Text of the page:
I am not sure if this question should be asked in the Philosophy or Neuroscience forum as both domains are relevant to this inquiry. Will have a go anyway.
One of the defining characteristics of CBS are the hallucinations that appear as a result of some impairment to vision. They range from simple to complex. Examples are given from geometrical shapes to people and landscapes and many have studied and provided commentary on this and similar phenomenon for many years. When thinking about them (and imaginal phenomena in general) I recall the ancients and find just how relevant and valuable their inquiries are today. Let us consider the following as an example:
On "The Enneads of Plotinus, Volume 1: A Commentary" By Paul Kalligas page 557 III 6. 'On impassibility' he states:
"Matter is, at heart, a place where images are produced and thus itself may be characterized as an image [eidolon] that gives rise to fleeting and deceptive illusions but that can never be pinpointed or apprehended on its own. At the risk of simplification we could say that it is the indeterminate and imperceptible constituent of corporeal entities considered as images. For while the configuring elements of an image, which in themselves are subject to our powers of perception, may all be referred, in one way or another, to the intelligible models they figure, the nature of the image as such cannot be explained solely by the specification of its relation to these models. Something further is required: a declaration of its otherness with respect to these, in order that the dependent character of its nature as an image may be rendered perspicuous. The 'non-intelligible' element, which makes images be images and their subsistence be purely phenomenal --- an "apparition" [phantasma] or "ghostly image of bulk" [phantasma onkou]--- is matter. On this see also the highly pertinent, if somewhat cryptic, observations of Gerson 1994, 112. It is, in other words, a necessary condition for the possibility of images being produced: for it does not itself, literally, produce them. It merely has a predisposition to produce them and a "propensity" or "aspiration" to give them subsistence so that in this sense it "longs for that which is destructive [sc., of itself]" (Oregetai tou phthartikou: cf. Arist. Metaph. N 4, 1092a2 and my discussion of this passage in my introduction to I 8) notwithstanding that in reality it cannot incur anything and consequently cannot suffer destruction. It may be perceived indirectly because there appear fleetingly upon it all sorts of conflicting and mutually contradictory qualities such as those that Plato invoked in his unwritten doctrines in order to designate his own material ontological principle. On this see Arist. PH I 4, 187aI6-18, Metaph. A 6, 987b2o; and Hermod. Fr. 7 (apud Dercyllides Porph. 146F apud Simpl. in Ph 247.34-248.8): "Plato, assuming matter to be ranged with the unlimited and indefinite, clarifies its nature on the basis of these as belonging to those things which admit the more-and-less of which the great-and-small are one."<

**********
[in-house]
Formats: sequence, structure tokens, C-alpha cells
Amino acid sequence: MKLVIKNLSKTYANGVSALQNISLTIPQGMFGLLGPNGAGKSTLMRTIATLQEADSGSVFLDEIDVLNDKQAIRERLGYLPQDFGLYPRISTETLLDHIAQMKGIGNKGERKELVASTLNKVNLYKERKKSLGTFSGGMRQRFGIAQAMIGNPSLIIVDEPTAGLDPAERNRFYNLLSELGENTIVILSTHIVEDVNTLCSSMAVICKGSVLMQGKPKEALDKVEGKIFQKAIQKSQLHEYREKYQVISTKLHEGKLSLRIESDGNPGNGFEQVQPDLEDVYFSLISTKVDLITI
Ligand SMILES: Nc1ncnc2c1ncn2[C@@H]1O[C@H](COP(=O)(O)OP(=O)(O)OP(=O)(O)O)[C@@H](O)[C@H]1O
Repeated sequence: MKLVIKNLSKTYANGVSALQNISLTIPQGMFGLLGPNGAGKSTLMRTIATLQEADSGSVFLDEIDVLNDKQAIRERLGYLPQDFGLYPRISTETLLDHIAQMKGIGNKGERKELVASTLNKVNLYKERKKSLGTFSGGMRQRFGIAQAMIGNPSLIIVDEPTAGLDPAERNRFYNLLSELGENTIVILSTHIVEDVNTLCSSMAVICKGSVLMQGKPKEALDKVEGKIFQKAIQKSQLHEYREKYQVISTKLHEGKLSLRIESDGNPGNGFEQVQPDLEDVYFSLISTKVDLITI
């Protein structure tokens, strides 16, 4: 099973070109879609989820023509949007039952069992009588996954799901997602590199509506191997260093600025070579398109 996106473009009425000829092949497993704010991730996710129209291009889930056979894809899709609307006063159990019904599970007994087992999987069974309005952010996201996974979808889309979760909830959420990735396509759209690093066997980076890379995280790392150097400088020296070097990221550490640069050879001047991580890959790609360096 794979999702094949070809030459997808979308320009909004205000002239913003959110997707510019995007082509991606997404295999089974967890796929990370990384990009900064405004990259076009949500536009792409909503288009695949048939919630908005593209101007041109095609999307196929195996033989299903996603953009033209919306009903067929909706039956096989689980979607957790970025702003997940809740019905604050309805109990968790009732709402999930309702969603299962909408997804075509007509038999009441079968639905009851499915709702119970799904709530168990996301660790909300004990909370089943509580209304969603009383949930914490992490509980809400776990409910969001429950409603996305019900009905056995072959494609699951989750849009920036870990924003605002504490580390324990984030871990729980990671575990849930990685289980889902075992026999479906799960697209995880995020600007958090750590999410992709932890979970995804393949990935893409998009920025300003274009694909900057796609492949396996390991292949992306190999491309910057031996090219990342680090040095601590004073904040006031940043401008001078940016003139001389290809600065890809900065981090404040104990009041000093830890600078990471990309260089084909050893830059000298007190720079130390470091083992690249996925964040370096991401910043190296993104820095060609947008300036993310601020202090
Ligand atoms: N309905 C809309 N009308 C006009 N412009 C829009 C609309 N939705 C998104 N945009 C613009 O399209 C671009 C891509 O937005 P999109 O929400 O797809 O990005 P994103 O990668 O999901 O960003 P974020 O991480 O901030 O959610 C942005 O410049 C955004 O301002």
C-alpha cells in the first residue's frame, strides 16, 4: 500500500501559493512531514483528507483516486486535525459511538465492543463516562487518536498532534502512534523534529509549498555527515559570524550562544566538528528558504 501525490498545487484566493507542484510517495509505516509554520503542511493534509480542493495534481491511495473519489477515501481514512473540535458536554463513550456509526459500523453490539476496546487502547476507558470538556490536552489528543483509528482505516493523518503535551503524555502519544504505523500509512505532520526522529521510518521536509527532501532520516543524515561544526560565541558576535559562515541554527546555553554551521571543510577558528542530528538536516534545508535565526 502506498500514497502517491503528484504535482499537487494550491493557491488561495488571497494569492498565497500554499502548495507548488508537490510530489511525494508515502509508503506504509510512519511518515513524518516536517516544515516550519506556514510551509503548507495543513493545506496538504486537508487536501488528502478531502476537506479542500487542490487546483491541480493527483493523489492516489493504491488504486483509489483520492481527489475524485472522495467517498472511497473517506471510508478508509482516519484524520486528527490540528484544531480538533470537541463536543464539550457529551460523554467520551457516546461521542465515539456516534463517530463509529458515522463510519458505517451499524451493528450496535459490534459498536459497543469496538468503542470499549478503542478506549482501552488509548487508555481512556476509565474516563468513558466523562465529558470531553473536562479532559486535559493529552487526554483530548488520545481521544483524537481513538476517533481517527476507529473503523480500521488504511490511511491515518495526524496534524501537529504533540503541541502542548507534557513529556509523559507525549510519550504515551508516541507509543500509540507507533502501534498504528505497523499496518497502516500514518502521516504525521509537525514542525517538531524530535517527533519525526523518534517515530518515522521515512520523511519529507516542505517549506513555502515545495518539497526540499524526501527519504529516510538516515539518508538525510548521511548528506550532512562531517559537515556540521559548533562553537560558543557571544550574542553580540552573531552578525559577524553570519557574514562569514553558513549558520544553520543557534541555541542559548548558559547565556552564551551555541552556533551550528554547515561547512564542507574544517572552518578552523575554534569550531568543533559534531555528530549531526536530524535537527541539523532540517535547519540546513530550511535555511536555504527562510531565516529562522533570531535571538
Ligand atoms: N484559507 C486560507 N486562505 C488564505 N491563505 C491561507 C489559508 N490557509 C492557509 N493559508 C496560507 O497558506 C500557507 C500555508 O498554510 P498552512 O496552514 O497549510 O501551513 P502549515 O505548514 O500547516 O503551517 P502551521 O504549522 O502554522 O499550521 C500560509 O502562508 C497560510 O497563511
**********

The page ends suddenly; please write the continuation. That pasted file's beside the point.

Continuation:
In "A Vocabulary of the Philosophical Sciences
(Including the Vocabulary of Philosophy, Mental, Moral and Metaphysical, by William Fleming, from the 2d Ed., 1860: and the 3d, 1876, Ed. by Henry Calderwood, LL. D.)" By Charles Porterfield Krauth, William Fleming, Henry Calderwood · 1877 it mentions Hobbes suggesting that:
"Space is the mental image (phantasma) of a thing existent as existent, that is, no other accident of that thing being considered, except that it appears exterior to the person having the image."<
What is known is that a transformation (or conversion if you will) is occurring via transduction, in the case of CBS the impairment thereof with the brain accommodating for same, but what is brought into question is the topography (locus of manifestation) of visual experiences [e.g. "where is it that I go when I dream?"].
The horopter seems to be the topos for experiences like optical illusions, hypnogogic imagery or eidetikos and the like. As though they were projected from the fovea and into the vieth-muller circle, against Panum's fusion area and unto the zones of disparity; like any other image that is projected onto a screen. They surely cannot be plastered, so to speak, on the lens or cornea of the eye.
This is an utterly doubtful situation either way...but why does it appear as though they are "exterior" as Hobbes describes? Is the "apparition" or "phantasma" matter? If so then of what kind? If not then why?